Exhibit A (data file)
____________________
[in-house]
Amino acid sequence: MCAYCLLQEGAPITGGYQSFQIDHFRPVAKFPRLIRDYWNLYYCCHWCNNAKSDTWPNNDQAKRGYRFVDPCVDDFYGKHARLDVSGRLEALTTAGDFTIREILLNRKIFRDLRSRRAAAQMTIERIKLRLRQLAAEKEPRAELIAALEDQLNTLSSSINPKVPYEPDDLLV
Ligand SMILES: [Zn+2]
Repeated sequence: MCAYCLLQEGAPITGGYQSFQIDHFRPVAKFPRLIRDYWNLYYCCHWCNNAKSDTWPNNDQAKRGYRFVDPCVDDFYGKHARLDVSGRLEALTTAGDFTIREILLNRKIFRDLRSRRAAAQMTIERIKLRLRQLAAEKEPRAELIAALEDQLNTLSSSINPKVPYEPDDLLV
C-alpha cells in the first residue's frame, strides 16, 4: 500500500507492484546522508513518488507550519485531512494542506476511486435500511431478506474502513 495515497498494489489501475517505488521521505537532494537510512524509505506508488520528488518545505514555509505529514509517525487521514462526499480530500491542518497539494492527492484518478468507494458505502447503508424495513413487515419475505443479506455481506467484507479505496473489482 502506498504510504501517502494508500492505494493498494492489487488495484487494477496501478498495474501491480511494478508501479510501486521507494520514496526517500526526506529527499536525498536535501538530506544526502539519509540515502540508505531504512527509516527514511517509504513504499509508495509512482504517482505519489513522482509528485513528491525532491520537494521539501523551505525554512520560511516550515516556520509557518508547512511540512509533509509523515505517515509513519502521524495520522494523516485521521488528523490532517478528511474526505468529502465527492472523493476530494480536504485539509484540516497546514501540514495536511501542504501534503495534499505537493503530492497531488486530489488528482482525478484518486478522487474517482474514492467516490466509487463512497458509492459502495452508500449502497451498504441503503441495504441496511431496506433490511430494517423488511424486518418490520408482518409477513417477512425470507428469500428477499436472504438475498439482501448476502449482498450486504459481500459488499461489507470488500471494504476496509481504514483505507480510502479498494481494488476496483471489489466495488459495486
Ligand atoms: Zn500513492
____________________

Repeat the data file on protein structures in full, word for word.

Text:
[in-house]
Amino acid sequence: MCAYCLLQEGAPITGGYQSFQIDHFRPVAKFPRLIRDYWNLYYCCHWCNNAKSDTWPNNDQAKRGYRFVDPCVDDFYGKHARLDVSGRLEALTTAGDFTIREILLNRKIFRDLRSRRAAAQMTIERIKLRLRQLAAEKEPRAELIAALEDQLNTLSSSINPKVPYEPDDLLV
Ligand SMILES: [Zn+2]
Repeated sequence: MCAYCLLQEGAPITGGYQSFQIDHFRPVAKFPRLIRDYWNLYYCCHWCNNAKSDTWPNNDQAKRGYRFVDPCVDDFYGKHARLDVSGRLEALTTAGDFTIREILLNRKIFRDLRSRRAAAQMTIERIKLRLRQLAAEKEPRAELIAALEDQLNTLSSSINPKVPYEPDDLLV
C-alpha cells in the first residue's frame, strides 16, 4: 500500500507492484546522508513518488507550519485531512494542506476511486435500511431478506474502513 495515497498494489489501475517505488521521505537532494537510512524509505506508488520528488518545505514555509505529514509517525487521514462526499480530500491542518497539494492527492484518478468507494458505502447503508424495513413487515419475505443479506455481506467484507479505496473489482 502506498504510504501517502494508500492505494493498494492489487488495484487494477496501478498495474501491480511494478508501479510501486521507494520514496526517500526526506529527499536525498536535501538530506544526502539519509540515502540508505531504512527509516527514511517509504513504499509508495509512482504517482505519489513522482509528485513528491525532491520537494521539501523551505525554512520560511516550515516556520509557518508547512511540512509533509509523515505517515509513519502521524495520522494523516485521521488528523490532517478528511474526505468529502465527492472523493476530494480536504485539509484540516497546514501540514495536511501542504501534503495534499505537493503530492497531488486530489488528482482525478484518486478522487474517482474514492467516490466509487463512497458509492459502495452508500449502497451498504441503503441495504441496511431496506433490511430494517423488511424486518418490520408482518409477513417477512425470507428469500428477499436472504438475498439482501448476502449482498450486504459481500459488499461489507470488500471494504476496509481504514483505507480510502479498494481494488476496483471489489466495488459495486
Ligand atoms: Zn500513492